The nocturnal Tawny Frogmouth (Podargus strigoides) is a master of disguise. This disguise and camouflage is assembled through a combination of stretched bodies, flattened and coloured feathers, narrowing their eyelids to obscure their yellow eyes and an uncanny ability to stay absolutely still and quiet. Generally perching low down on tree branches during the day, often angling their feet along the tree trunk, the Tawny Frogmouth can easily pass as a dead branch.

A Tawny Frogmouth nest with fluffy, white nestlings

(Above:) The adult and nestling both assuming the camouflage pose. Photographs by Kaori van Baalen.

(Left:) A Tawny Frogmouth nest with fluffy, white nestlings (young birds still in the nest) and protective parents found at Thornton in the Lockyer Valley, November 2015.

Nestling fluff balls that were seen last November did not have all of the strategies down pat but they were certainly quick to pick up the posture of disguise. Nestlings as young as two weeks of age have been noted to adopt the camouflage posture.

Tawny Frogmouths are more closely related to nightjars than owls. Although they have the leading edges of their primary feathers fringed to allow for silent flight like owls, they lack the owls curved talons. Tawny Frogmouths generally have a silver-grey plumage, being slightly paler below, with black and rufous streaks and mottling. These birds are found throughout Australia, including Tasmania, ranging across a variety of habitats except dense rainforests and treeless deserts.

Feeding mainly on a variety of nocturnal insects, snails, slugs and worms but also eating frogs, birds and small mammals, Tawny Frogmouths generally pounce on their prey from an elevated perch. However, they also swoop down to catch moths on the wing. Sadly this often results in them being hit by cars in urban areas

An adult and edgling

An adult and edgling (a young bird that has left the nest) on a Land for Wildlife property at Bellbird Park also in November 2015. Photo by Deborah Metters.

Tawny Frogmouths form lifelong partnerships. Pairs have been noted to roost during the day within 10-15 metres of each other, often sitting next to each other during the breeding season. When they do sit next to each other they can adopt opposite facing camouflage poses so that they look like a tree fork.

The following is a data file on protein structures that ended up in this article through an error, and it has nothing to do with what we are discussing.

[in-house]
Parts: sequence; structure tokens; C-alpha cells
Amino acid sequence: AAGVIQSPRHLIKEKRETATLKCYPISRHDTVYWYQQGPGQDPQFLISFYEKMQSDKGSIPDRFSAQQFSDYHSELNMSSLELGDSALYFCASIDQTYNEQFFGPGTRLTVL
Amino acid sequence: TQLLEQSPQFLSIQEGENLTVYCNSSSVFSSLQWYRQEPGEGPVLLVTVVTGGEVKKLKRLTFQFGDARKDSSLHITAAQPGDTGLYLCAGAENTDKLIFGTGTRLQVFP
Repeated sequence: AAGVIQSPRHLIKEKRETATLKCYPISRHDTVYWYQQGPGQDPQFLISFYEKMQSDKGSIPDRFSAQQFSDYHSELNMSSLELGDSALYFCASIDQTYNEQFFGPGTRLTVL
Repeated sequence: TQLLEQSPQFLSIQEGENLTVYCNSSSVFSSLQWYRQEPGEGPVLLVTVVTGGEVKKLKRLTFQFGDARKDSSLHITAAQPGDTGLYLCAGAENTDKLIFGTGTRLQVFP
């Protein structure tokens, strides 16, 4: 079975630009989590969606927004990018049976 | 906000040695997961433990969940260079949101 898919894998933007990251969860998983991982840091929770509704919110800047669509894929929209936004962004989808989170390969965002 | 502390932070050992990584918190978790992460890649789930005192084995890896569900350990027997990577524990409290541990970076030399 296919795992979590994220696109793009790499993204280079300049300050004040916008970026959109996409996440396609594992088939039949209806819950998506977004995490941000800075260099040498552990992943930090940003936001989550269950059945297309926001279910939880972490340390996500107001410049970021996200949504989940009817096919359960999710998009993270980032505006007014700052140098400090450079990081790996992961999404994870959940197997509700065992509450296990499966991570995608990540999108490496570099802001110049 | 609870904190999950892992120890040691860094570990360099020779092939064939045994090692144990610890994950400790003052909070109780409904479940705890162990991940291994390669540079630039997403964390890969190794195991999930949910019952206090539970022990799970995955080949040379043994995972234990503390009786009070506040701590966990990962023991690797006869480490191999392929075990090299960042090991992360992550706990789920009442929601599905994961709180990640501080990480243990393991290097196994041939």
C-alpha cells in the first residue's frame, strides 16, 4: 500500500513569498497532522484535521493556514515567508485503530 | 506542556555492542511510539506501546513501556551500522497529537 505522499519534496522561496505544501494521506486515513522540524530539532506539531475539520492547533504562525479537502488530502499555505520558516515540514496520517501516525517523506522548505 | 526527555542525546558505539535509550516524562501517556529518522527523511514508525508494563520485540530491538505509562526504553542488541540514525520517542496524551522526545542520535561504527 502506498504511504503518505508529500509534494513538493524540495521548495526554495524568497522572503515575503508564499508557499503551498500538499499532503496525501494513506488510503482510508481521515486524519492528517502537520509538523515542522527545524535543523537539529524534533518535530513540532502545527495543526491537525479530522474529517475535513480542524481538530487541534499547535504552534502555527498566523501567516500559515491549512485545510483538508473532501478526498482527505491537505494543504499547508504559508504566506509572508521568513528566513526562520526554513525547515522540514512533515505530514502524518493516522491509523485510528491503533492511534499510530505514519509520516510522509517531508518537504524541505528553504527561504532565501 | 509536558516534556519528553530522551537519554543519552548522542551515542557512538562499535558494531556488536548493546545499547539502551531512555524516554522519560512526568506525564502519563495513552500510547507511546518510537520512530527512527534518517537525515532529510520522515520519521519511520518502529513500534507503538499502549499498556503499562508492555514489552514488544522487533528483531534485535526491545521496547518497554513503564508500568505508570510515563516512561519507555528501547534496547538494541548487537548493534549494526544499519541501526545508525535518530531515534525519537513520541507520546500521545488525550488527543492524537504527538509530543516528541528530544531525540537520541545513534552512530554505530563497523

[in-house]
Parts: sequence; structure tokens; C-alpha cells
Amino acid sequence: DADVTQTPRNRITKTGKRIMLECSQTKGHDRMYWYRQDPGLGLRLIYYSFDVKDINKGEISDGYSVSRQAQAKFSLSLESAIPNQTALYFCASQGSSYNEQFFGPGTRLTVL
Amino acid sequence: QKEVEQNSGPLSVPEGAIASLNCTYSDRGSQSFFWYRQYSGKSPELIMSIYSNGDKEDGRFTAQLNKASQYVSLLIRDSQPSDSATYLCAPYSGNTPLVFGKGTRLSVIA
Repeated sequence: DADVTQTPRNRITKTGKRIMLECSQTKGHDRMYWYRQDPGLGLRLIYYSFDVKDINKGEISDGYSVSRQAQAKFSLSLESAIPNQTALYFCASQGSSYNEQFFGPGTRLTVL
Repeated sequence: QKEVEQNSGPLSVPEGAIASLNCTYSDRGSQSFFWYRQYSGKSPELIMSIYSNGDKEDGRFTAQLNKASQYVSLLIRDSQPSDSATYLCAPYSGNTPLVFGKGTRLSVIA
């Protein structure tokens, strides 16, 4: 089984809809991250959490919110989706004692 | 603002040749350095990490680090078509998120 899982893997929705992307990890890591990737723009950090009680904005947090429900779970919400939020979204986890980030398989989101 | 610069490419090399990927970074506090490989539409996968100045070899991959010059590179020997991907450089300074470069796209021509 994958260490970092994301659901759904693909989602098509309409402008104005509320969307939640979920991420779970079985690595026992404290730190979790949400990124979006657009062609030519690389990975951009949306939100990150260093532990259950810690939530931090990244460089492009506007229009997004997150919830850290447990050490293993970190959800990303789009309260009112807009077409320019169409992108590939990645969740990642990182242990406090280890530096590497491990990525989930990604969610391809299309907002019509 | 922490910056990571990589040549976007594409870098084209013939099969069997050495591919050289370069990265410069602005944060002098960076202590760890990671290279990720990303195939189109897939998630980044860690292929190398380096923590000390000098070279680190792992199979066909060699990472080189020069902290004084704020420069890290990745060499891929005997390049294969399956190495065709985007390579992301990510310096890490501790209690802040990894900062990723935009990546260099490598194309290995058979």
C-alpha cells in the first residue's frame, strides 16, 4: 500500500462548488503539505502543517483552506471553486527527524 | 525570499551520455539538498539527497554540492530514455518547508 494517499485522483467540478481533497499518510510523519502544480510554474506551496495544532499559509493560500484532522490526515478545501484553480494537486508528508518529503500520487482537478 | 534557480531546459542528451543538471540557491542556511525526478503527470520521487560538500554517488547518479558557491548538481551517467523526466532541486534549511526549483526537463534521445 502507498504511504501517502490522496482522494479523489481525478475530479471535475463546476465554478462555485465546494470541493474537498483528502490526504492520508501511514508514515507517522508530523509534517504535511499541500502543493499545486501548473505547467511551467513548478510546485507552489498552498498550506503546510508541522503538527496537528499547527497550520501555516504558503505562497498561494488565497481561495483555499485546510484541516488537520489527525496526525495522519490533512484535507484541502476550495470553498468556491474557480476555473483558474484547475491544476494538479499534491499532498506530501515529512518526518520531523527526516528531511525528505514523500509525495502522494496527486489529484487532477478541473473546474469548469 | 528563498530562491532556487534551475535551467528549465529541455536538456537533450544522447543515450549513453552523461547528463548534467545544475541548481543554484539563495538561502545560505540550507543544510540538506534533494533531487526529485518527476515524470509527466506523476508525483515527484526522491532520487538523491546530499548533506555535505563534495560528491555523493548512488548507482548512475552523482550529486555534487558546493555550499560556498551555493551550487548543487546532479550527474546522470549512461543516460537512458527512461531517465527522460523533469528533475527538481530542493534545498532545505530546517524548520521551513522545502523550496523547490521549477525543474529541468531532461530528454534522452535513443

Breeding occurs August to December generally resulting in one brood of one to two chicks. Males and females share the nest building though they have been noted to also use suitable abandoned nests. Nests are constructed by parents selecting a horizontal forked tree branch and dropping sticks and leaves onto this forked area. Old native trees are noted to offer the most suitable nesting sites.

It is generally thought that both parents share the brooding at night time with the male taking over full duties during the day. Early to mid-summer fledglings are evicted from the nest and are sexually mature within a year. One banded bird lived to almost 14 years of age. For a chick to survive to such an age it must have survived a variety of predators including goshawks, currawongs, goannas and butcherbirds. Tawny Frogmouths must also face other threats of barbwire fences, cats, dogs, foxes, pesticide ingestion and cars.

What a pleasure and delight to see these precious balls of fluff practising their postures under the careful and protective eye of their parent. Let us hope they have many more years of successful disguises ahead of them.

References & Further Reading
Australian Museum
Kaplan G (2007) Tawny Frogmouth. Australian Natural History Series, CSIRO Publishing.
Qld Dept. Environment & Heritage Protection
Tasmania Parks and Wildlife Service

Article by Kaori van Baalen Land for Wildlife Officer Lockyer Valley Regional Council

View Full Newsletter


3 responses on “Tawny Frogmouths: A Master of Disguise

  1. Wonderful to have a pair of tawnies nest in our backyard for the second year running, and successfully rear another fledgling. Currawongs have been relentless this year, with almost daily assaults. We didn’t see any last year – ? Moved in due to loss of habitat due to bushfires?
    Parents valiant and super protective – snap with their beaks, fly at currawongs when they become too aggressive,
    Are currawongs common predators in urban areas?
    We are in Victoria.

    1. I have witnessed the same in our Victorian backyard. A pair of tawny frogmouths have nested in the same tree for 3 years, raising chicks. Yesterday the currawongs were attacking the nesting bird- I scared them off but today the nest is gone and tawny feathers on the ground…

Leave a Reply

Your email address will not be published. Required fields are marked *